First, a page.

Now, let’s turn to the partner side. Many UEMs and OEMs have supported Android Enterprise for years (though some have only come more recently.) What have they done in response to the latest features?
MobileIron became the first (and still, the only as of writing that I’m aware of) UEM to support work profiles on fully managed devices, the coveted middle ground for Android management that I’ve been eagerly anticipating. (I even worked with MobileIron on their official announcement.) They’re also promoting Android Enterprise first during the first-run wizard in MobileIron Cloud.
VMware rebranded AirWatch to Workspace One UEM, and with it, introduced their Android Enterprise-first vision. All new customers will be prompted to set up Android Enterprise, with legacy device admin only available by explicit opt-in. VMware’s leadership in the UEM space adds a lot of weight behind Android Enterprise.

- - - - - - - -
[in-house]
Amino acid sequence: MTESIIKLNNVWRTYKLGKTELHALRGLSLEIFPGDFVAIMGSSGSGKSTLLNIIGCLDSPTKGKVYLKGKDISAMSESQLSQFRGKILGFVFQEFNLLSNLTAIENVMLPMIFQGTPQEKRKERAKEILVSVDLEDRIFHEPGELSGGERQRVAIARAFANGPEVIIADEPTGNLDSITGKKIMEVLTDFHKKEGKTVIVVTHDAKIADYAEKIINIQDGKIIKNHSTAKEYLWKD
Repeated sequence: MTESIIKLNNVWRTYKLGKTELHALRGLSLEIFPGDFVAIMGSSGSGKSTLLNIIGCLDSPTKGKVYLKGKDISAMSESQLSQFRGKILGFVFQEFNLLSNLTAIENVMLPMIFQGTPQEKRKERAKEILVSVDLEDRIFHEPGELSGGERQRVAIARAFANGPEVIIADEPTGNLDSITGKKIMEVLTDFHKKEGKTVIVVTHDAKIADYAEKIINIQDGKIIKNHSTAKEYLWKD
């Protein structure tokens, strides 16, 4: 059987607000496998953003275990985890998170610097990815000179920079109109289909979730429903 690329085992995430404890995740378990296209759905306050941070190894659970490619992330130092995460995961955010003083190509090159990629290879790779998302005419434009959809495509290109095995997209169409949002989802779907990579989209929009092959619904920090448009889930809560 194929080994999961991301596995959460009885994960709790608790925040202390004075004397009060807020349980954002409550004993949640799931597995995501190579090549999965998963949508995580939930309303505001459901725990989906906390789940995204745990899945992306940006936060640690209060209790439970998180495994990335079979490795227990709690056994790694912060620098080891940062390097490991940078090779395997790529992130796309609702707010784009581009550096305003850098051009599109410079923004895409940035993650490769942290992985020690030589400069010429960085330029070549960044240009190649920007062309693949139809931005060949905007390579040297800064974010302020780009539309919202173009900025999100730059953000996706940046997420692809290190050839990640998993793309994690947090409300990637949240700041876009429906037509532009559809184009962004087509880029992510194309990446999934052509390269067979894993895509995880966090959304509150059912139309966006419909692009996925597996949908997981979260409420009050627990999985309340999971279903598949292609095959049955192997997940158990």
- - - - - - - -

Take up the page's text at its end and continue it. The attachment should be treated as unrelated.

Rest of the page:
As I mentioned, Microsoft finally jumped all-in on the Android Management API to bring COSU support to Intune, which previously only supported the work profile. Work-managed (COBO) support is on the way as well.
OEMs like HMD Global are pushing really hard on Android Enterprise, with support built into their entire range of devices and everything from the Nokia 3.1 up to the 8 Sirocco being Android Enterprise Recommended.
Samsung, the most dominant Android OEM in the world, especially in the enterprise space, announced back in January that with the introduction of Knox 3.0, their unification with Android Enterprise was complete. This is significant! The support of a major player speaks volumes as to the importance of Android Enterprise going forward. (However, they’re still not onboard with programs like Android Enterprise Recommended, zero-touch enrollment, and OEMConfig.) As of writing, UEM vendors are completing their support, and AE-based Samsung capabilities are ready to be leveraged without fear of device admin deprecation.
Source : https://www.brianmadden.com/opinion/The-state-of-Android-Enterprise-in-2018